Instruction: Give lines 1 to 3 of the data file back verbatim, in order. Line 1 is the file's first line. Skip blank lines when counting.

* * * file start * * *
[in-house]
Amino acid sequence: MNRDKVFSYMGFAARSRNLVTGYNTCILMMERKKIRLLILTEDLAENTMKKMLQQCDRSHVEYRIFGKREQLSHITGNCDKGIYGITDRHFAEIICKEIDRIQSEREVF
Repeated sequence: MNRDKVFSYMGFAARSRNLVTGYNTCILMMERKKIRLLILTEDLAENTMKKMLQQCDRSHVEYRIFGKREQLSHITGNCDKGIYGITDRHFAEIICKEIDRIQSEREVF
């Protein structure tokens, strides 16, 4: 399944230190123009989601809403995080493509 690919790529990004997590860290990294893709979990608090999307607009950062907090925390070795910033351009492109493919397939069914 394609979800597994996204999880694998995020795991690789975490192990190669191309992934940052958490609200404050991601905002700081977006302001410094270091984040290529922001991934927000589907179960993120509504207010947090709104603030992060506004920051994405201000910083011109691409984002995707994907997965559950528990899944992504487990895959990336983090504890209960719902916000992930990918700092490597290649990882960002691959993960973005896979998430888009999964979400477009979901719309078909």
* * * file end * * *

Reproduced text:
[in-house]
Amino acid sequence: MNRDKVFSYMGFAARSRNLVTGYNTCILMMERKKIRLLILTEDLAENTMKKMLQQCDRSHVEYRIFGKREQLSHITGNCDKGIYGITDRHFAEIICKEIDRIQSEREVF
Repeated sequence: MNRDKVFSYMGFAARSRNLVTGYNTCILMMERKKIRLLILTEDLAENTMKKMLQQCDRSHVEYRIFGKREQLSHITGNCDKGIYGITDRHFAEIICKEIDRIQSEREVF